The whole optical system is housed in two vacuum chambers. Operation in vacuum is necessary in order to avoid absorption in air and to suppress Rayleigh scattering on gas molecules. The light source (1) is an excimer laser which can be operated at 157 nm and 193 nm. After attenuation using neutral density filters (2) and passing a spatial filter consisting of two spherical VUV-enhanced aluminum mirrors and a 100 μm diameter pinhole (3) a reference beam is coupled out by a superpolished CaF2 substrate and reflected onto the reference detector (4) in order to compensate for laser power fluctuations and contamination effects. As detectors side-on photomultiplier tubes (PMTs) are used with calcium fluoride diffusers in front of them to homogenize the angular and position sensitivity. For TS as well as for ARS measurements the sample is illuminated by a 1 mm diameter spot and with an maximum energy density of approximately 3 mJ/cm2.
For TS measurements, a Coblentz sphere based set-up is used. The sample (5) is illuminated at normal incidence. For TSb, the radiation scattered back (6) between 2° and 85°, according to ISO 13696, is focused by the Coblentz sphere (7), an aluminized glass hemisphere, onto the detector (8). The specular reflected and transmitted beams are directed out of the Coblentz sphere and absorbed by beam dumps (9). For TSf measurements, the Coblentz sphere together with the sample positioning and the detector systems is rotated about a horizontal axis through the sample surface to switch to forward scatter mode. TS background scattering levels measured at 193 nm and at 157 nm using an empty sample holder below 1×10-6 have been achieved in backward as well as in forward scattering modes.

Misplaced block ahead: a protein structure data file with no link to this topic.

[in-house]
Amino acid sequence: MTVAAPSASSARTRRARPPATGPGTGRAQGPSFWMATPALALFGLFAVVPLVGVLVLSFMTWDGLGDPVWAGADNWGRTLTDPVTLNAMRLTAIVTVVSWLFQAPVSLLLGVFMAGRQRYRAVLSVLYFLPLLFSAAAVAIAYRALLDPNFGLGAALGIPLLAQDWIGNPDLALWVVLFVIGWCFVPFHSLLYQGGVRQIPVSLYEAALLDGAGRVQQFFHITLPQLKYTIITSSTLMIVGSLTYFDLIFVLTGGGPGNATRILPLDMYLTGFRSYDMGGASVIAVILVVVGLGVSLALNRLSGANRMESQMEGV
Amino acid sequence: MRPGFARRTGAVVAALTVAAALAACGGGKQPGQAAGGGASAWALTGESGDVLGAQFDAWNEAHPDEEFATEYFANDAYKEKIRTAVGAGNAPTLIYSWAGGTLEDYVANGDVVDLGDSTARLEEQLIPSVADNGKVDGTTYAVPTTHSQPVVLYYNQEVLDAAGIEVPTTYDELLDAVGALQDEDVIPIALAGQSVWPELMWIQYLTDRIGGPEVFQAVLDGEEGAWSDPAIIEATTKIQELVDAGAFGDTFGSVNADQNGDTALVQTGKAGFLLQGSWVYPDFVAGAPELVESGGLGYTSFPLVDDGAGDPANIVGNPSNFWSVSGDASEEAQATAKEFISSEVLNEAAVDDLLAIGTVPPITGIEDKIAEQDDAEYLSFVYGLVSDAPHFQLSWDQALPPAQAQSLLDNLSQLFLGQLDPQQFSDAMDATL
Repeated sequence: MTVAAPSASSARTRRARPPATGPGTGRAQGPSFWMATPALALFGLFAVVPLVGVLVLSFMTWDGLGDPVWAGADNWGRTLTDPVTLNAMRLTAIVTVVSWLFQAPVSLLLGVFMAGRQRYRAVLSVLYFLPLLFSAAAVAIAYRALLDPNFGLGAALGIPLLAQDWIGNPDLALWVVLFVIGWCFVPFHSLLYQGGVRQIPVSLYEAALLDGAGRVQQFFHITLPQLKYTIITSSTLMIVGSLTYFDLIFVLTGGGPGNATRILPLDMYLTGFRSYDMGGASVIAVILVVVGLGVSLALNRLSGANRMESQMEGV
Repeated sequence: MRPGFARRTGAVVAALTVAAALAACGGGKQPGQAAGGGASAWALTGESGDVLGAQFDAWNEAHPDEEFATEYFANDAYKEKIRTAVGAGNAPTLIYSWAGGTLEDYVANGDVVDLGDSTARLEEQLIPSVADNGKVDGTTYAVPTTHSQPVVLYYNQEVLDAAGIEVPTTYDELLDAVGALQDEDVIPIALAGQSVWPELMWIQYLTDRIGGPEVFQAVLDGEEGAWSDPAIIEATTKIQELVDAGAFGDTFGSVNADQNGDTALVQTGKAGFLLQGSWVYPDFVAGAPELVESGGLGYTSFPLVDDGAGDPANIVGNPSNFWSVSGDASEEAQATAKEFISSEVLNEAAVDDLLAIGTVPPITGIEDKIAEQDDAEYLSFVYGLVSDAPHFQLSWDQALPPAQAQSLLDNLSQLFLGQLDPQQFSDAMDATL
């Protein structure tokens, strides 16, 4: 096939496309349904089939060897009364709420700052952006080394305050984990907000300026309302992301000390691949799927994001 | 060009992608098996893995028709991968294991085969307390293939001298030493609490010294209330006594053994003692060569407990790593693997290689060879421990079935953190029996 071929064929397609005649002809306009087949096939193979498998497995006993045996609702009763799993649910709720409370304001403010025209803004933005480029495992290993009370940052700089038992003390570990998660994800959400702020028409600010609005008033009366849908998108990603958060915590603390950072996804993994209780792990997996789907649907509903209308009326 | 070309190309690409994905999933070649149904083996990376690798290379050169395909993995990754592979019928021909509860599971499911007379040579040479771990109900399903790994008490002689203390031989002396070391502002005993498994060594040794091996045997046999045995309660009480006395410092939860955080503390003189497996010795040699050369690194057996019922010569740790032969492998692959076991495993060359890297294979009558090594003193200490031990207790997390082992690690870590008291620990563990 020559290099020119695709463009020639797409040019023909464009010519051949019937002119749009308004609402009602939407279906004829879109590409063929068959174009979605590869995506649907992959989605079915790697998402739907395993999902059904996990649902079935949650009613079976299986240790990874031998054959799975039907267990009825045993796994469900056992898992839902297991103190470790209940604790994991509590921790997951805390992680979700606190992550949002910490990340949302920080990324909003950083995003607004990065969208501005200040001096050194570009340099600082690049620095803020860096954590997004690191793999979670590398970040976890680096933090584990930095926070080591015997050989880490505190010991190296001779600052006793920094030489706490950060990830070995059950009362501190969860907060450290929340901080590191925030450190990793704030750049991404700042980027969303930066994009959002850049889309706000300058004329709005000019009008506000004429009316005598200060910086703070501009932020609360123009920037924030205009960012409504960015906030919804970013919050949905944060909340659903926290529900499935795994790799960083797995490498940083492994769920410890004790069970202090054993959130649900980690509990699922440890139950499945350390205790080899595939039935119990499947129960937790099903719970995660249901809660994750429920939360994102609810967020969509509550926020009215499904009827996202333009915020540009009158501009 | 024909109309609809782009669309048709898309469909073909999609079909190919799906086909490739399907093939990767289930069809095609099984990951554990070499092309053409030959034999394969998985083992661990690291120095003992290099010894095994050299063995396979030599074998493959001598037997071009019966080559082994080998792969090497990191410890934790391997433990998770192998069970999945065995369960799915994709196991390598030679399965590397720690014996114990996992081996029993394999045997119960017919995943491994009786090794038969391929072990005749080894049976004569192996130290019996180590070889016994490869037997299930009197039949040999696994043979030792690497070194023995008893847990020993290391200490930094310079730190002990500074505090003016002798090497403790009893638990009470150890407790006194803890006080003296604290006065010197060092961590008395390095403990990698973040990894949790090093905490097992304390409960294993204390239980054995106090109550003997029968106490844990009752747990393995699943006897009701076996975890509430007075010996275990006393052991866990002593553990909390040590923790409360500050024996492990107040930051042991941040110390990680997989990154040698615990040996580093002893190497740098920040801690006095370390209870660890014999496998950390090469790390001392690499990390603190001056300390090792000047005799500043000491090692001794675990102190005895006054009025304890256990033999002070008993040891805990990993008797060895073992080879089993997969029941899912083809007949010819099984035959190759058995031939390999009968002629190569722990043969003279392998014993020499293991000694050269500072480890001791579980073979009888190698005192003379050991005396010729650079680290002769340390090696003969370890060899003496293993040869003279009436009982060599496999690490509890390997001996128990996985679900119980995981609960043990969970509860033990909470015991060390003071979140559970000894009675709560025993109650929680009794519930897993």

The sample (1) is mounted onto the inner goniometer arm (2). The outer goniomter arm (3) contains an adjustable aperture stop (4) which allows solid angles ΔΩ s between 1×10-6 sr and 1×10-4 sr to be selected. A lens (5) is used to focus the scattered light onto the detector aperture (6) in front of the PMT (7) which acts as field stop and defines the field of view of the detector at the sample position. A narrow-band spectral purity filter (8) for 193 nm was developed which is used to suppress inelastically scattered light. ARS instrument signatures measured at 193 nm and at 157 nm using an empty sample holder were below 10-5 sr-1 at 157 nm and 10-6 sr-1 at 193 nm. The measurement system therefore exceeds 12 orders of magnitude.
For both ARS and TS measurements calibration is performed via measurement of a calcium fluoride diffuser with known absolute scatter values .
2.3 Samples and measurements
To investigate the nature of the bulk scattering of fused silica at 193 nm angle resolved scatter measurements were performed. For this purpose a sample disc with a diameter of 200 mm was prepared of type IIIa (see below) glass with an OH content of about 300 ppm and a fictive temperature of about 1050 °C. Figure 3 shows the sample geometry and the illumination conditions. On two opposing sites of the cylindrical surface, flat entrance (1) and exit (2) windows for the specular beam (3) were prepared. These window as well as the circular areas of the sample were mechanically polished while the residual side surfaces were flame polished. The sample was radially illuminated. ARS measurements were performed with light polarized parallel (p) and perpendicular (s) to the measurement plane. The curves were multiplied with sinθ s to correct for the detected scattering volume varying with the direction of observation.